There are many great art museums in New York. Yet this one is not like any others – it is dedicated to the history of the city itself, and runs a number of amazing temporary exhibitions on different social, historic and other cultural issues of New York. It was established in 1923, and has been residing in a beautiful Neo-Georgian building on the 5th Ave and 103rd street, on the Upper East Side, which was designed and completed for the museum in 1930.
Among its top exhibitions, the permanent one called “NY At Its Core” located on the 1st floor is one of the most interesting. It is focused on the history of the city, from its early days when it was just a newly established Dutch port city in the early 1600s, to the modern post 9/11 days. And to give you an even better understanding of the city’s 400-year history, there’s a 30-minute narrated film, named “Timescapes” which runs every 40 minutes on the lower floor. It overviews the history of the city, with the help of numerous drawings, illustrations, maps, and photographs. The two upper floors are mainly used to run various temporary exhibitions, based on different topics dedicated to New York.
The museum was originally located in Gracie Mansion, where available space was limited. One of its first major exhibits was “Old New York”, presented in the Fine Arts Building on West 57th Street in 1926. The success of the project led to a search for a new, permanent headquarters for the museum. A design competition was held between five invited architects, and the Colonial Revival design by Freedlander was selected. The city donated a site on Fifth Avenue, and funds for construction of the museum building were raised by public subscription.The original plans for the museum’s building were scaled back as a result of the Wall Street Crash of 1929, nevertheless, the building was dedicated on January 11, 1932.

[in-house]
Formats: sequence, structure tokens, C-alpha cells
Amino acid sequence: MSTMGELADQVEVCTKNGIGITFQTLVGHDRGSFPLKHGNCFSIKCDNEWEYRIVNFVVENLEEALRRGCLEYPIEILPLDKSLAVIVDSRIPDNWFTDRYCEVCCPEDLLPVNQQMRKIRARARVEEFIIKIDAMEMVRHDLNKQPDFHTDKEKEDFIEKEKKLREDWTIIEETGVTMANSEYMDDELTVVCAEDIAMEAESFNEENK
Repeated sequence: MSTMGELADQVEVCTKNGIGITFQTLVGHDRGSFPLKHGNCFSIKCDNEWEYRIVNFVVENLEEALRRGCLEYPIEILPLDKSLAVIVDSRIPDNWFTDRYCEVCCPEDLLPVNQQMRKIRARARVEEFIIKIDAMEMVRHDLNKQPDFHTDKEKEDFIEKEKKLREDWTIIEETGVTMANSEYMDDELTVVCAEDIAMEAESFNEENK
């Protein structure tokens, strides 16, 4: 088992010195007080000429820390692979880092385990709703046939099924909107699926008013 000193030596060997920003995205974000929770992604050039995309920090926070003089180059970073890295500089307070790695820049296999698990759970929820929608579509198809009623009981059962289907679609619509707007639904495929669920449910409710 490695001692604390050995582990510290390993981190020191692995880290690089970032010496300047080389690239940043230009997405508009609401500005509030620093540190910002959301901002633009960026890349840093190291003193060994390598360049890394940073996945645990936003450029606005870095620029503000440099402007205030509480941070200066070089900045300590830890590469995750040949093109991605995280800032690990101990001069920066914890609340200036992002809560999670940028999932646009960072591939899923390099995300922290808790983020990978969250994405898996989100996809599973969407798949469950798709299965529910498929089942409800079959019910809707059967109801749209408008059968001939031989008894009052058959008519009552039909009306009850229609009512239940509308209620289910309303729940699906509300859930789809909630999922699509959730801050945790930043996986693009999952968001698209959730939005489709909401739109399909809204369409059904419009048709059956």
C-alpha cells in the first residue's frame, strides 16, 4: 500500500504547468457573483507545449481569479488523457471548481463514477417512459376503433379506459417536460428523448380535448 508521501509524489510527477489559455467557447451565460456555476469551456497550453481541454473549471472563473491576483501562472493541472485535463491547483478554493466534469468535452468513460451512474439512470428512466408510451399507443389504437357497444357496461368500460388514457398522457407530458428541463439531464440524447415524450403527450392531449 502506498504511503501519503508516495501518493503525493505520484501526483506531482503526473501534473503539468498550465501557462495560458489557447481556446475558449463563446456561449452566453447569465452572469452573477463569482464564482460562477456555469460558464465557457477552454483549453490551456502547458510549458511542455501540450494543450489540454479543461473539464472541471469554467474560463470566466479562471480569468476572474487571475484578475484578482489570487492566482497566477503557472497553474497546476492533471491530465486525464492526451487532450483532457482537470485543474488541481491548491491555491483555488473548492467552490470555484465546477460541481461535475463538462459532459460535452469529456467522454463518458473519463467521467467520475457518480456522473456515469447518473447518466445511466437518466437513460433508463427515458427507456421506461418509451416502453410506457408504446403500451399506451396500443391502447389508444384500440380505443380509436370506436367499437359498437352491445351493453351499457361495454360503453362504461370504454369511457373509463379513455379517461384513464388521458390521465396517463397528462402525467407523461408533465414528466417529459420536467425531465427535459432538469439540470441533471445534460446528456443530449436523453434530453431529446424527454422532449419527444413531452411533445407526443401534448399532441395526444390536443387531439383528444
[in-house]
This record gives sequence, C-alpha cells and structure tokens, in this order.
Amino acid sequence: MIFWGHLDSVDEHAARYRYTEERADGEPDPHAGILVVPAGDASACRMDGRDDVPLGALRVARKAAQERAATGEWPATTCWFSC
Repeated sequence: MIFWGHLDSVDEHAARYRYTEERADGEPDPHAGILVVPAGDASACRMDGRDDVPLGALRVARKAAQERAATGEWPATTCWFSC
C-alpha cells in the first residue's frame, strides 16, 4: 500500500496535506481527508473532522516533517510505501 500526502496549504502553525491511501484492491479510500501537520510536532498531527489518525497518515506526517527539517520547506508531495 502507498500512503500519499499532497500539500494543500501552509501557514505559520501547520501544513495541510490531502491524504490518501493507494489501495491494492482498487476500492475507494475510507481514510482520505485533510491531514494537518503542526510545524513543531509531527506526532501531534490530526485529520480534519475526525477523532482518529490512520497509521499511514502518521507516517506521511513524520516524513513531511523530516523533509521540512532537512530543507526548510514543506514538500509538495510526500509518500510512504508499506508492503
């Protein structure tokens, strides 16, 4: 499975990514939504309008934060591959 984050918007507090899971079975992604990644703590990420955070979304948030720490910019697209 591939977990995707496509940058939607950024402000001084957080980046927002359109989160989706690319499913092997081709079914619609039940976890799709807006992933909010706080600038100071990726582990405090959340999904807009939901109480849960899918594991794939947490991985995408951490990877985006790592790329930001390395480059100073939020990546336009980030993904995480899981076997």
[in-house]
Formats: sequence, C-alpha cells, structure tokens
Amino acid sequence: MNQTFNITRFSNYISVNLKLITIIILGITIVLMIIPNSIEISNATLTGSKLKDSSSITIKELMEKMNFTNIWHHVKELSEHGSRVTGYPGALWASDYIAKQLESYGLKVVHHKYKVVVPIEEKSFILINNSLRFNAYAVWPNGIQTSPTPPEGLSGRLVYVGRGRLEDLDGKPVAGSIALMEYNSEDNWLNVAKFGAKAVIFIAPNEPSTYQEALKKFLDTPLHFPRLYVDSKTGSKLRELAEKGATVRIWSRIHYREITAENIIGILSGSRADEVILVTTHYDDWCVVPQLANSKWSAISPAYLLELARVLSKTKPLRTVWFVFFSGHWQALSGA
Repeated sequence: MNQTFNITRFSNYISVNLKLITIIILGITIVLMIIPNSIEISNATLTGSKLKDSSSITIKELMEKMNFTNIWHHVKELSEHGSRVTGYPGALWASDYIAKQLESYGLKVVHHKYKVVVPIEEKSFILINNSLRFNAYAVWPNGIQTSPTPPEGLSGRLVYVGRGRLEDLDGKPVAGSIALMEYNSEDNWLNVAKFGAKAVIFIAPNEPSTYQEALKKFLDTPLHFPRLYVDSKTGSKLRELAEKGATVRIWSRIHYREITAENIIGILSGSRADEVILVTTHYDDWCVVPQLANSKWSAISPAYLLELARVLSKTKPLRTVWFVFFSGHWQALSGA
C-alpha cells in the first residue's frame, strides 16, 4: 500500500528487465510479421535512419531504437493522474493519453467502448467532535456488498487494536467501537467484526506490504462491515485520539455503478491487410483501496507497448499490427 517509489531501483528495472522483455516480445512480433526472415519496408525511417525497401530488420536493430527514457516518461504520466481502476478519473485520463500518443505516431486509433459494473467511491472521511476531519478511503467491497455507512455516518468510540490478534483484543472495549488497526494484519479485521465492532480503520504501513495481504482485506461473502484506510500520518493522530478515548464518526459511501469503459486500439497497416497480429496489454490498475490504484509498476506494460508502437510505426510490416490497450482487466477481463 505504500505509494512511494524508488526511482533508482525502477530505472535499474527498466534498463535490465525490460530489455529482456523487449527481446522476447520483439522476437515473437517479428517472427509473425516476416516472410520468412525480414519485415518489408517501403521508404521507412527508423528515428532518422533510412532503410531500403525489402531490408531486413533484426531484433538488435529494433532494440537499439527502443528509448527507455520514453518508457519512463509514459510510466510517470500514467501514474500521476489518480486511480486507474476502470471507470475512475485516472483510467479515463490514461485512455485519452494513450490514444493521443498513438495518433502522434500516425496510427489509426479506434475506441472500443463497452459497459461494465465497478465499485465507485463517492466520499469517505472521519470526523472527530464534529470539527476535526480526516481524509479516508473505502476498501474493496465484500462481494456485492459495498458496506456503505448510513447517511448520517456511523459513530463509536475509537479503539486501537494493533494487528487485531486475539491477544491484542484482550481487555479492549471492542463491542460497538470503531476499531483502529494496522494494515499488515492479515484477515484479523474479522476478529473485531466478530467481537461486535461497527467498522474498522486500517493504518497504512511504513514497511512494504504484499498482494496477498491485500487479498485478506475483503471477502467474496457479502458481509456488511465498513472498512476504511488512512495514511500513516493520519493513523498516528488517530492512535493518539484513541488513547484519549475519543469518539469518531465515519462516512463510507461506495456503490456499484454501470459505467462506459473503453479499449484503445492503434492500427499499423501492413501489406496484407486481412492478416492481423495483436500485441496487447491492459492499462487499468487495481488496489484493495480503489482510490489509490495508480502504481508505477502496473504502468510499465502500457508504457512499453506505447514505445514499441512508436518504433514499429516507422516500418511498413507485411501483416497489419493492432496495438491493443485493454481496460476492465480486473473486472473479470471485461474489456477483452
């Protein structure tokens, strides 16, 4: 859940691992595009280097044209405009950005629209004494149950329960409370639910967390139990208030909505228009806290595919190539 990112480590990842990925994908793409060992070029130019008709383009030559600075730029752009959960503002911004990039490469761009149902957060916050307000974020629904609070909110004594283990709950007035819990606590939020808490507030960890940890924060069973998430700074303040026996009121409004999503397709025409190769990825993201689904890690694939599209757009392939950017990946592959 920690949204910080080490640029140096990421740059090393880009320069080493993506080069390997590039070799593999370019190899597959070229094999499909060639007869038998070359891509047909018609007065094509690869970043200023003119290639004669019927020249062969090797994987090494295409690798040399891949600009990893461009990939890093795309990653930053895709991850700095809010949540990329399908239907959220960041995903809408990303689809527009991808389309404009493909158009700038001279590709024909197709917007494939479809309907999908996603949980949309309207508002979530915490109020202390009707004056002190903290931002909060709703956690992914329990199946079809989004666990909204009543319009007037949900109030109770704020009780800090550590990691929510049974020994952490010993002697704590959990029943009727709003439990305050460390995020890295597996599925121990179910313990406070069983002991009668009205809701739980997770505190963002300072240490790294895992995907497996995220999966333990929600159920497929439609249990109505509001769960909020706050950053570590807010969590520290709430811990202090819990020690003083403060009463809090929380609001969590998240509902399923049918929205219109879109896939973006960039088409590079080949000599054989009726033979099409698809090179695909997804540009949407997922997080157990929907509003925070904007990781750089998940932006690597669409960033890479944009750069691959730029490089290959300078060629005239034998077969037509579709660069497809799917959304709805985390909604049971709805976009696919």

On January 24, 1967 the museum building was designated a New York City landmark.
In 1982, the Museum received The Hundred Year Association of New York’s Gold Medal Award “in recognition of outstanding contributions to the City of New York.”
In 2000, the administration of mayor Rudy Giuliani told the museum that it could relocate to the historic Tweed Courthouse near City Hall in Lower Manhattan. El Museo del Barrio would then have moved across the street to occupy the current Museum of the City of New York building. This decision was overturned by the incoming administration of Michael Bloomberg, which decided to use the Courthouse as the headquarters for the new New York City Department of Education, causing MCNY’s then-director Robert R. McDonald to tender his resignation. McDonald was replaced in 2002 by Susan Henshaw Jones, who was at the time the president of the National Building Museum in Washington, D.C.
There was also an attempt to merge the museum with the New-York Historical Society, which did not come to fruition, and the museum was passed over for space at the World Trade Center site.
The Museum’s former director, Susan Henshaw Jones, recommitted MCNY to its East Harlem neighborhood by planning an extension to the Museum. The groundbreaking for this extension, which included renovation of existing gallery space, as well as a new pavilion, took place on August 2, 2006, and it was completed in February 2008 with a ribbon cutting later that same year.
The pavilion gallery, designed by the Polshek Partnership, is 3,000-square-foot (280 m2) glass addition, which has two levels for which to display artifacts. The original 1932 Georgian Revival building was also restored during this project, as well as additions including a vault for the museum’s silver collection, a research room and a room for the handling of artifacts. The total costs for the first phase of refurbishments came to $28 million.
In late 2011, the Museum temporarily took over operation of the South Street Seaport Museum which reopened in January 2012
Free WiFi access is available throughout the building as well as on the Front Terrace.
Feel free to text, post, and share what you see during your visit. As a courtesy to other visitors, please set your phone to vibrate and take all voice calls outside of the galleries.